You can bring it to a form where the right side is $0$ and the coefficients of $x^2$ and $y^2$ (on the left side) is $1$. This representation is unique (except the order of the terms because of commutativity of the $+$ operator). And now the rule is simple: If you plug in the point and the LHS (left hand side) is $0$ then the point lies on the circle. If the LHS is negative then the point lies in the inner of the circle. If the LHS is positive then the point lies on the outside of the circle.

Example:

The LHS of the circle equation $$x^2-8x+y^2+6y-24=0$$ is 1 if you plug in $(9,2)$. So the point lies in the outside.

The left hand side is the expansion of the expression

$$((x-c_x)^2+(y-c_y)^2)-r^2$$

The first term is the sqare of the distance of the Point $(x,y)$ to the center $(c_x,c_y)$ of the circle, the second is the square of the radius. From this immediately follow the preceding statements.

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    $\begingroup$ -1 Your method requires an argument which you don't give. Why does this work? Why is the point outside the circle if this expression is positive, and inside otherwise? OP's answer is simple and very clear from the geometric picture. Why would you call that "too complicated"? $\endgroup$ – Servaes Jan 10 '17 at 19:05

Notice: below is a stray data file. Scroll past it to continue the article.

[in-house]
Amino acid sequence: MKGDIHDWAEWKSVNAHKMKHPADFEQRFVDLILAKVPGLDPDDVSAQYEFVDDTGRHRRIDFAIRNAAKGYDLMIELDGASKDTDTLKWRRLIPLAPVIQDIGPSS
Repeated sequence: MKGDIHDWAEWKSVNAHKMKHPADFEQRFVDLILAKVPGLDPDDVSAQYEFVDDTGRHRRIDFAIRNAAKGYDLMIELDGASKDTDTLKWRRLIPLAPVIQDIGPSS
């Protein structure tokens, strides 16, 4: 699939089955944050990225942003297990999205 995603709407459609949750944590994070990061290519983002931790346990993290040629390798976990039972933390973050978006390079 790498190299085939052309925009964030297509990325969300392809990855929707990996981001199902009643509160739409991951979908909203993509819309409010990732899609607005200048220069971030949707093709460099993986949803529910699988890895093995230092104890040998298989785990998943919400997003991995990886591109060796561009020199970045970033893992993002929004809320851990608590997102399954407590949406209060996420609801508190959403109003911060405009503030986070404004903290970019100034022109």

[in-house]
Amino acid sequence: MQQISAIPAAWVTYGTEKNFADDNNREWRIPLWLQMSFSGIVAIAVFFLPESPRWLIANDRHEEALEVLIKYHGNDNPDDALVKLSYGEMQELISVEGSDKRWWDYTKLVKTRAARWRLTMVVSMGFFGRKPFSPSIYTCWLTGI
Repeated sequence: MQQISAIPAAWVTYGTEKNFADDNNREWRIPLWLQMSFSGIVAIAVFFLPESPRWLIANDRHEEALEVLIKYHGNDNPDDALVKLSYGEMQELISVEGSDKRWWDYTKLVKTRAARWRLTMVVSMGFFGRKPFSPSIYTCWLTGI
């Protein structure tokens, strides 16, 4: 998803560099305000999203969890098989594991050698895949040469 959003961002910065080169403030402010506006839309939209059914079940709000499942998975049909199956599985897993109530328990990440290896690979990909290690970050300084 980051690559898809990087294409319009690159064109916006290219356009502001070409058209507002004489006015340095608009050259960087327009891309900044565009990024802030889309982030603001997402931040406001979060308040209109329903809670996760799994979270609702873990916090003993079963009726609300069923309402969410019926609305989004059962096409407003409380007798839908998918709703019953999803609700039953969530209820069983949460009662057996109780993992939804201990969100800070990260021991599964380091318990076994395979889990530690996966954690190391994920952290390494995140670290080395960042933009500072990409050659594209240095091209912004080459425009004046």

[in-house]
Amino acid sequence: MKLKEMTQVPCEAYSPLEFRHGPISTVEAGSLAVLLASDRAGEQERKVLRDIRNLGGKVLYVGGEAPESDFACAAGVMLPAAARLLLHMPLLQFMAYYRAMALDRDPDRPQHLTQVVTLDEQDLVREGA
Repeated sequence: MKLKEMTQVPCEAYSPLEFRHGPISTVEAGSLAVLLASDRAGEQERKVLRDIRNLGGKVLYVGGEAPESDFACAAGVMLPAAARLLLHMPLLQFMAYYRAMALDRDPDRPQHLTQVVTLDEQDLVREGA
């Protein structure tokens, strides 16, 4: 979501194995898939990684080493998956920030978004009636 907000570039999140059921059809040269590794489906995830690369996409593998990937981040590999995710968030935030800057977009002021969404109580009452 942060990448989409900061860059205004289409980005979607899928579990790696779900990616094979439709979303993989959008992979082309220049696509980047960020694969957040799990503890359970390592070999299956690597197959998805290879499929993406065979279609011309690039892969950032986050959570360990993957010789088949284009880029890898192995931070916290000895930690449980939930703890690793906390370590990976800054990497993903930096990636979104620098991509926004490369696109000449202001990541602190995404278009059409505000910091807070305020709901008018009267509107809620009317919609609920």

• $\begingroup$ @Servaes It is more complicated because completing the square and plug in the values (and calculating a root) needs more effort and is more error prone than only plugging in the values. I assume that this will not be the only circle that the OP will meet during his mathematical sudies, So it makes sebse to point him to a more efficient technique. I added a proof that shows why this works at the end. $\endgroup$ – miracle173 Jan 10 '17 at 22:54
  • $\begingroup$ It seems we disagree on the meaning of complicated. Thanks for adding a proof though. Note that your proof is precisely the approach OP took. Also, other answer already pointed out that there is no need to compute a square root. $\endgroup$ – Servaes Jan 10 '17 at 22:55
  • $\begingroup$ @Servaes It seems so. Note that I put the statement concerning the square root in paranthesis. I did this because it isn't necessary to calculate it. $\endgroup$ – miracle173 Jan 10 '17 at 23:10